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Fastly just showed us how CDNs keep the Internet alive – until they don't

Just saw a bunch of 503 errors on your favourite websites, like Amazon, Twitch, Reddit and major news outlets? Here's what went wrong.

Seamus Byrne
Seamus Byrne
2 min read
Fastly just showed us how CDNs keep the Internet alive – until they don't

Days like today need to be embraced as a 'learning opportunity'. No, not for Fastly, the Content Distribution Network that had a major meltdown that caused so, sooo many big websites to disappear from the Internet. I'm sure it has learned enough for one day.

For the rest of us, it's a reminder of the precarious knife-edge our speedy, seamless online world lives on. In the era of Denial of Service attacks and just plain "millions of people want to buy Oodies five minutes ago" demand for instant Capitalist consumption of All The Things, it's not enough to just put a website on a server and hope for the best. If you're big, you need an army of servers spread across the globe helping people read your words or buy your trinkets.

And that's where Content Distribution Networks, or CDNs, come in, giving big companies servers at as many edges of the world as possible, so that it doesn't matter if you're based in the USA while your customer is based in Sydney or Singapore or Stockholm. When they type in your address, the CDN has an optimal server access point close to the user, making their individual experience fast and easy. And Fastly is a very, very good one.

Most of the time.

Like any good roadie, Fastly prefers that most people don't even know it exists. It wants to stay out of the picture, twiddling the knobs and keeping things purring nicely without anyone knowing it's involved in the process. So today is a bad day for Fastly.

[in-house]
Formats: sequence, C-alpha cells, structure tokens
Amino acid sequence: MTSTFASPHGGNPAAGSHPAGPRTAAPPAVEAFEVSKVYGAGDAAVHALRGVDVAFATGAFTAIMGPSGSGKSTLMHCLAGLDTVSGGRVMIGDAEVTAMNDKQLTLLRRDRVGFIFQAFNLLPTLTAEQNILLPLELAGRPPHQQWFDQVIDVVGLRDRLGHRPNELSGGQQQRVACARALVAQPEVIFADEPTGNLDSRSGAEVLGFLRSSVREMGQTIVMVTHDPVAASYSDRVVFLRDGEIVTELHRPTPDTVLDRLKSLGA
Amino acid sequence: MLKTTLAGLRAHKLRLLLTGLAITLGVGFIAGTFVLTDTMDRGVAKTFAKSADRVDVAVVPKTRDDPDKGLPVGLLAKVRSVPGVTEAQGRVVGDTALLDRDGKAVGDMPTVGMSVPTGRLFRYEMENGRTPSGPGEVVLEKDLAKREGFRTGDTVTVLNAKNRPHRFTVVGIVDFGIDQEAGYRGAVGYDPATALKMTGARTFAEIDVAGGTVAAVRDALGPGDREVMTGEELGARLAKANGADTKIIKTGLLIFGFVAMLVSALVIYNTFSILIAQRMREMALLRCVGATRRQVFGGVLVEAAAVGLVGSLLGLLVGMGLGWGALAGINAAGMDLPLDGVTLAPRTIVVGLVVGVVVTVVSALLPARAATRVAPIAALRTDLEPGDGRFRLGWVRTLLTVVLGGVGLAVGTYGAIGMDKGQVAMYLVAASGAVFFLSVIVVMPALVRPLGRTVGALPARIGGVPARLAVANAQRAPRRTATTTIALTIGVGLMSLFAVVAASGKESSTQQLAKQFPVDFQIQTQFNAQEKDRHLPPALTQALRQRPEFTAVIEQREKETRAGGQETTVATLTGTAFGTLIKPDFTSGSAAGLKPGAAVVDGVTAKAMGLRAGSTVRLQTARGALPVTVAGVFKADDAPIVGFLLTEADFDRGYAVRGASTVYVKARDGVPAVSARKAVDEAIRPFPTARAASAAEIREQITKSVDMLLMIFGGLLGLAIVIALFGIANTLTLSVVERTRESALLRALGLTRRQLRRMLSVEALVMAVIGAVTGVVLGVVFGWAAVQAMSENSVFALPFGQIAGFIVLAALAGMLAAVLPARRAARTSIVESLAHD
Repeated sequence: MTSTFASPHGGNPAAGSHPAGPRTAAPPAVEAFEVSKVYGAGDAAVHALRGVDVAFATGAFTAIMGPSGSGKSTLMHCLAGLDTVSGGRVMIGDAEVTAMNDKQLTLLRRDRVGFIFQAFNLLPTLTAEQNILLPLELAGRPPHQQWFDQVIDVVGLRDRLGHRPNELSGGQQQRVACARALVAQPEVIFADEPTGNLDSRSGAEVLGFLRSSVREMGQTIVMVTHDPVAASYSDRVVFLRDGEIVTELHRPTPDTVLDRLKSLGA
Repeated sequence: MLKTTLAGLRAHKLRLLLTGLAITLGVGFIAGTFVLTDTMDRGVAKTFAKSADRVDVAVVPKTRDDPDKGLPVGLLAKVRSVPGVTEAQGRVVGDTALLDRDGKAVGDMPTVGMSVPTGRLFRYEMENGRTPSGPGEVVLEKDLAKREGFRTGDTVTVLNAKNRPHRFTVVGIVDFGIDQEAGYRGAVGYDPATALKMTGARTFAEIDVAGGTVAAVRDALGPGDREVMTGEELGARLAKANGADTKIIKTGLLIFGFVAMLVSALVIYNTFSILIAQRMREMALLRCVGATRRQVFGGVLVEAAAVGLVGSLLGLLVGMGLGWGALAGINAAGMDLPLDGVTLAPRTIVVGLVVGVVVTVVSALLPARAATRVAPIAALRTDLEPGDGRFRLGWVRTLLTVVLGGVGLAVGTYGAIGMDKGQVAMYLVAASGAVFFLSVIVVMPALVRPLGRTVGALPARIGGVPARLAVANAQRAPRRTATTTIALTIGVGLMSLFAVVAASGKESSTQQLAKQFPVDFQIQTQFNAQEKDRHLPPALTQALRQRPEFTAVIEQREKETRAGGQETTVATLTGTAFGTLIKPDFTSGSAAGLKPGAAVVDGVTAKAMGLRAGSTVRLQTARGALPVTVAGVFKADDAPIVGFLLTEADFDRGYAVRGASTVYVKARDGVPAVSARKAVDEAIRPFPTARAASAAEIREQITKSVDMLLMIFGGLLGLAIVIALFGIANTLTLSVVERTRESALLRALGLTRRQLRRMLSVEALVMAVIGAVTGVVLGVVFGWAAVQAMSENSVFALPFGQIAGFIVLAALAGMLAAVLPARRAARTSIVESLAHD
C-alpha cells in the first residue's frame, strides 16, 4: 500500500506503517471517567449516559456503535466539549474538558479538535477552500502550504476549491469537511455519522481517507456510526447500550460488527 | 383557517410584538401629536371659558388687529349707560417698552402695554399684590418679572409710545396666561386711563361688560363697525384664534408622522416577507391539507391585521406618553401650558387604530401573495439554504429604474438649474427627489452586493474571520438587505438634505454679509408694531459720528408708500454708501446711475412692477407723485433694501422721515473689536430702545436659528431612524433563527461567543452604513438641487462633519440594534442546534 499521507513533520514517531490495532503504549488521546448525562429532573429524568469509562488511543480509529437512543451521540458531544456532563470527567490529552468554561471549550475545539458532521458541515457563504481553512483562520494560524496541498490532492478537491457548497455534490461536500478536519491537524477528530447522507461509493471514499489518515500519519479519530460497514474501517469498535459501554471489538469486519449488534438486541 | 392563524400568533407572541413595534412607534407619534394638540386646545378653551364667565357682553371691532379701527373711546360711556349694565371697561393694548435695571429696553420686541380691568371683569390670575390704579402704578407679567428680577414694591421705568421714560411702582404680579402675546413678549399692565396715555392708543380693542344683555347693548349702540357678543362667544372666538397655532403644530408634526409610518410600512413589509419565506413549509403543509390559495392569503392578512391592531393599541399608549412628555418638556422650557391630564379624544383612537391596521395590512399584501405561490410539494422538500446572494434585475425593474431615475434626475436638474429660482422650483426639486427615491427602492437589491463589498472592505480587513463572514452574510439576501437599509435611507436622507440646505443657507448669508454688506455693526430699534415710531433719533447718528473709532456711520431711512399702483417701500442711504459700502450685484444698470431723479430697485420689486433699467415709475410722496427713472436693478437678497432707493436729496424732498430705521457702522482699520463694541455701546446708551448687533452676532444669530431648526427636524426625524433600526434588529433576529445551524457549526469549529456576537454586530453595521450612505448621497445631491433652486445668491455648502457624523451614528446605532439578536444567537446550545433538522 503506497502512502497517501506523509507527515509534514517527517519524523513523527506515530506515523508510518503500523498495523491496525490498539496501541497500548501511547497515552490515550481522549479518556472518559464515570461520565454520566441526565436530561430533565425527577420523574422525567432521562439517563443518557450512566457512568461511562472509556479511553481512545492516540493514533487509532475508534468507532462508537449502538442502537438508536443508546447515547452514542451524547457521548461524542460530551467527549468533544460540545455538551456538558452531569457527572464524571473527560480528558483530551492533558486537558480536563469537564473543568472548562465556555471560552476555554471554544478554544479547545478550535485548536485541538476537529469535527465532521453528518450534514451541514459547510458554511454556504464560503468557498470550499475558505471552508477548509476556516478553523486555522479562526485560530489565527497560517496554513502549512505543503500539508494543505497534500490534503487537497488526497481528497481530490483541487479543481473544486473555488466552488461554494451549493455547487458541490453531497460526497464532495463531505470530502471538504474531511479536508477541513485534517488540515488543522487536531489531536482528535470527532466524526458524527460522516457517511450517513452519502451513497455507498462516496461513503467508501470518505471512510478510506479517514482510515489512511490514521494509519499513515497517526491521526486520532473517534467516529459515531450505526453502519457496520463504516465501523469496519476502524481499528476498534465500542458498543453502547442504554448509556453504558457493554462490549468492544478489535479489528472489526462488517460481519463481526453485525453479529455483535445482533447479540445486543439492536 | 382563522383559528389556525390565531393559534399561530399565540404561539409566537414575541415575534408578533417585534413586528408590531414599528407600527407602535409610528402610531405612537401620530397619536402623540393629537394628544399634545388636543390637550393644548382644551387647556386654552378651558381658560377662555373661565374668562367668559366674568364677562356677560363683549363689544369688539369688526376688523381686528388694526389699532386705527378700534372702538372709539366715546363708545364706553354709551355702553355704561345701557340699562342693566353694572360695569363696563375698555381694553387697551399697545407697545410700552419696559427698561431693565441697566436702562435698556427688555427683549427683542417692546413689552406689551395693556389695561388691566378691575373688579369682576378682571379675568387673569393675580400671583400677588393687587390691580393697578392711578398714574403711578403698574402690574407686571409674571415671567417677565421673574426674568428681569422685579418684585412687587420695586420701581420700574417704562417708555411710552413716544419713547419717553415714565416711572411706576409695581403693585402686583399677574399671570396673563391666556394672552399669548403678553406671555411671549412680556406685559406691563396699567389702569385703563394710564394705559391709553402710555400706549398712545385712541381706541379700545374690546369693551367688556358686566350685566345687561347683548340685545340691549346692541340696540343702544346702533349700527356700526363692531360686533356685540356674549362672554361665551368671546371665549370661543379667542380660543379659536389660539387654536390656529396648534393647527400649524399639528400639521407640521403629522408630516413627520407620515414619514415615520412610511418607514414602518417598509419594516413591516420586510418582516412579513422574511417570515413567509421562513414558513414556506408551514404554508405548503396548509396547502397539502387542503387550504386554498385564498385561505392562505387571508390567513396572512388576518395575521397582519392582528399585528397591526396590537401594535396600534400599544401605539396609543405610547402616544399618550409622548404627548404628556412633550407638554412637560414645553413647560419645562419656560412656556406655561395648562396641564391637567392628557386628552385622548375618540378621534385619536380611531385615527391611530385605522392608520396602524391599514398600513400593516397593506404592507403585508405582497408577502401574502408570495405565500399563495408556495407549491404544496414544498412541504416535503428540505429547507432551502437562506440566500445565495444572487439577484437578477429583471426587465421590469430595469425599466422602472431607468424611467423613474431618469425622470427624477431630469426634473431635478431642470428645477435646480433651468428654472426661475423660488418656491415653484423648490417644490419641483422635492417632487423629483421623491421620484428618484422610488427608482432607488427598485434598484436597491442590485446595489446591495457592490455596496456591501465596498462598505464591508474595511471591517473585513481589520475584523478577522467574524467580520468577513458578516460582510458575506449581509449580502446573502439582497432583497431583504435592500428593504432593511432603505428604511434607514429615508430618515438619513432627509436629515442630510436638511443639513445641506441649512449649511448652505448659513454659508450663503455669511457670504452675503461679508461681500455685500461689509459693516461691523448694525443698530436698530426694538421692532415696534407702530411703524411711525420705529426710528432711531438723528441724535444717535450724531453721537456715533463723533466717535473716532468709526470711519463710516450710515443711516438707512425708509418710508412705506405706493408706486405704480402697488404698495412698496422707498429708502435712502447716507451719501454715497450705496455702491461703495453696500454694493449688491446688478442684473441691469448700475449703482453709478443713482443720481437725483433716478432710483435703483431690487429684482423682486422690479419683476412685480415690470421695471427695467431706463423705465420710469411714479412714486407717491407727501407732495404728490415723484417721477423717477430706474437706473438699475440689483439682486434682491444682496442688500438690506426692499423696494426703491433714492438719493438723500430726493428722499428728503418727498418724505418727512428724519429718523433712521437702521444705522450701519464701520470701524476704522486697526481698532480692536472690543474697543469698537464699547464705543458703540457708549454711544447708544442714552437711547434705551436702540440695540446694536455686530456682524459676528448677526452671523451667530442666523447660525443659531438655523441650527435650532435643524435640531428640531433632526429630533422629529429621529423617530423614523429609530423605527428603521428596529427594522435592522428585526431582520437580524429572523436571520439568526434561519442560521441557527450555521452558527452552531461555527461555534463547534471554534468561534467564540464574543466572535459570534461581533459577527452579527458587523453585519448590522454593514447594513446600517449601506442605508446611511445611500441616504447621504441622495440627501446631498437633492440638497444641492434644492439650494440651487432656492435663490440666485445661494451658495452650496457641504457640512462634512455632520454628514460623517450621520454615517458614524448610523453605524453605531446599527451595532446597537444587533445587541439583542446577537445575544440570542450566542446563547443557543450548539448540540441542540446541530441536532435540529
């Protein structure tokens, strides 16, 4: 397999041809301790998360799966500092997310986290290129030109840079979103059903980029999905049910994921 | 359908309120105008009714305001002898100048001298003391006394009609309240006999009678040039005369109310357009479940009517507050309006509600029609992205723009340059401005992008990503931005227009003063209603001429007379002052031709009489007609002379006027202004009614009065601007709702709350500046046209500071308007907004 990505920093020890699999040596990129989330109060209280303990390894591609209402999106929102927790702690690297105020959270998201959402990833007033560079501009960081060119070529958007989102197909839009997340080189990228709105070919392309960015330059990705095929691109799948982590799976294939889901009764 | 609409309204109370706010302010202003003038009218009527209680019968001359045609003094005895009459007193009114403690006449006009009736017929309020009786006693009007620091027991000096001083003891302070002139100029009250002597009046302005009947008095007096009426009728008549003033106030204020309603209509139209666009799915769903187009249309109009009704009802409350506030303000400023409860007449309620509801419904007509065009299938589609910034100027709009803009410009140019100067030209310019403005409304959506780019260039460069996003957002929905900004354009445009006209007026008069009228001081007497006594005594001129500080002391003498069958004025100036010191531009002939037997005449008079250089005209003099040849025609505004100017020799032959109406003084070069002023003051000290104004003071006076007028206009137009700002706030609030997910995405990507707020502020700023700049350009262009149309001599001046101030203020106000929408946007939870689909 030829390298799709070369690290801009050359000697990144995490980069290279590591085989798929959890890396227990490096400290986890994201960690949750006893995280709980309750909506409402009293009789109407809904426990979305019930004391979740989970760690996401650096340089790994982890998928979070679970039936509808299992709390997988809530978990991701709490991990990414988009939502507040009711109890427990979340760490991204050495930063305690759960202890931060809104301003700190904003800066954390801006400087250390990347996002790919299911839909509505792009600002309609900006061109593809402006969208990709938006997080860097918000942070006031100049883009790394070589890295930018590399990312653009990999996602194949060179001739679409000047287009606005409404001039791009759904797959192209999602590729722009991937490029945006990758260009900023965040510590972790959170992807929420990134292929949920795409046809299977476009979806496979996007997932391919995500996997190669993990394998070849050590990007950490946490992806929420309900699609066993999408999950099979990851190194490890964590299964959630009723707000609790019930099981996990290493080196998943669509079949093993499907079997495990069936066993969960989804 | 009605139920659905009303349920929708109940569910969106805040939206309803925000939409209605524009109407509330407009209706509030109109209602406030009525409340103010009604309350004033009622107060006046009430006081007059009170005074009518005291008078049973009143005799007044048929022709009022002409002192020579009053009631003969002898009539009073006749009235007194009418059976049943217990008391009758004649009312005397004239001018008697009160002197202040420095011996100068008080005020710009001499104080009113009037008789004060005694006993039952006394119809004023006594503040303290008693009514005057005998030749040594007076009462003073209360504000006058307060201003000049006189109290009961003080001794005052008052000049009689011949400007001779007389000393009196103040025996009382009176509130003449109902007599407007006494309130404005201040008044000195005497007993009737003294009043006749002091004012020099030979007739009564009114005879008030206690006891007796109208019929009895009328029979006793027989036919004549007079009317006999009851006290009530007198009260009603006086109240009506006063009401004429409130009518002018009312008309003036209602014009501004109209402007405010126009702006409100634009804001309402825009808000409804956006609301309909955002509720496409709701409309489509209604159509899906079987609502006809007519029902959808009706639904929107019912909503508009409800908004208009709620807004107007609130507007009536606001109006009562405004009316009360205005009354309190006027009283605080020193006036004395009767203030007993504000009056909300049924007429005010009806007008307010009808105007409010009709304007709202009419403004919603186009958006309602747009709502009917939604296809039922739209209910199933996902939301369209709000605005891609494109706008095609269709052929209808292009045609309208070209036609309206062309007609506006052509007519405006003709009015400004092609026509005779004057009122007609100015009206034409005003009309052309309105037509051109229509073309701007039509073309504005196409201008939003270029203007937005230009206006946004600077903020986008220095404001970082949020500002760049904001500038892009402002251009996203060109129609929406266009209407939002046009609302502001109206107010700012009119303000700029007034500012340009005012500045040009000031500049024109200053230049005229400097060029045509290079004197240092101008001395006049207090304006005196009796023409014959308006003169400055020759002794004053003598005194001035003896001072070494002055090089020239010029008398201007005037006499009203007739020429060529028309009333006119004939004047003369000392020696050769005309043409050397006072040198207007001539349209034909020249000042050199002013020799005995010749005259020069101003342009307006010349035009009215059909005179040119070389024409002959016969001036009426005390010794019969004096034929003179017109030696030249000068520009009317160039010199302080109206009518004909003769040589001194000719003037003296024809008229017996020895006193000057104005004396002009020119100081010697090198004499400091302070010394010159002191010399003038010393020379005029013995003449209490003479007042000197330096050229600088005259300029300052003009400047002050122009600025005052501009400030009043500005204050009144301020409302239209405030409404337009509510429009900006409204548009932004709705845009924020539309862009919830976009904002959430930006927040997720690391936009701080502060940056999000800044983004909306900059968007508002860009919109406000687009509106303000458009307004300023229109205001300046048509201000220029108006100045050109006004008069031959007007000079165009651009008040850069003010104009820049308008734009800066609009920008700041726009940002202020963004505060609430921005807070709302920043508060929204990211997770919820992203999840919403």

503 errors are the big signal that the page you're looking for exists, its just that its infrastructure company can't quite get you there right now.

Of course, a lot of people won't even know it happened. The world went from 100 to 0 and back to 100 in around two hours. For those online at the time it felt like an eternity. For Twitter it was one of those moments where everyone jokes about the apocalypse because the world we live in now really will make jokes about the apocalypse if that day really comes.

So we saw under the hood for one small moment. Our digital world's fragility laid bare. And rather than thinking "WTF Fastly???" perhaps we should be thinking about how seamlessly our digital world works 99.99999% of the time and thanking folks like Fastly for helping us never having to think twice about it.

Most of the time.


Seamus Byrne Twitter

Founder and Head of Content at Byteside.

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